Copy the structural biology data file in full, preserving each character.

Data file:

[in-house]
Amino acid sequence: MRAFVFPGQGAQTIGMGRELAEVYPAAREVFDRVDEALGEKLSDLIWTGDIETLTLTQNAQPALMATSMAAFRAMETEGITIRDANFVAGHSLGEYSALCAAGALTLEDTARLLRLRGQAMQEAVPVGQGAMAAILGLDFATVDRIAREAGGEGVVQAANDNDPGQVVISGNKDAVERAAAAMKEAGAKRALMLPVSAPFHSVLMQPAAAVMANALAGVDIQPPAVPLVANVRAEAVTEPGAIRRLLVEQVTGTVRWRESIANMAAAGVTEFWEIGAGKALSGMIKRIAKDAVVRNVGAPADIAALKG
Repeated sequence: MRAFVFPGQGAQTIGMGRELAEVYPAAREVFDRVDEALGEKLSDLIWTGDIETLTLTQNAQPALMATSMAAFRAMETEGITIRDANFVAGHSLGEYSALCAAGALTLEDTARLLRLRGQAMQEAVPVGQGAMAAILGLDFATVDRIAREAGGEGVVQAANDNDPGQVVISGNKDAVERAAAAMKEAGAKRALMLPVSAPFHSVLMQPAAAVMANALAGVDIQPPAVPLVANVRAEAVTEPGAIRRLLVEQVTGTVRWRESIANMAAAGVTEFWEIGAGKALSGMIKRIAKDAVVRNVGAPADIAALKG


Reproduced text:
[in-house]
Amino acid sequence: MRAFVFPGQGAQTIGMGRELAEVYPAAREVFDRVDEALGEKLSDLIWTGDIETLTLTQNAQPALMATSMAAFRAMETEGITIRDANFVAGHSLGEYSALCAAGALTLEDTARLLRLRGQAMQEAVPVGQGAMAAILGLDFATVDRIAREAGGEGVVQAANDNDPGQVVISGNKDAVERAAAAMKEAGAKRALMLPVSAPFHSVLMQPAAAVMANALAGVDIQPPAVPLVANVRAEAVTEPGAIRRLLVEQVTGTVRWRESIANMAAAGVTEFWEIGAGKALSGMIKRIAKDAVVRNVGAPADIAALKG
Repeated sequence: MRAFVFPGQGAQTIGMGRELAEVYPAAREVFDRVDEALGEKLSDLIWTGDIETLTLTQNAQPALMATSMAAFRAMETEGITIRDANFVAGHSLGEYSALCAAGALTLEDTARLLRLRGQAMQEAVPVGQGAMAAILGLDFATVDRIAREAGGEGVVQAANDNDPGQVVISGNKDAVERAAAAMKEAGAKRALMLPVSAPFHSVLMQPAAAVMANALAGVDIQPPAVPLVANVRAEAVTEPGAIRRLLVEQVTGTVRWRESIANMAAAGVTEFWEIGAGKALSGMIKRIAKDAVVRNVGAPADIAALKG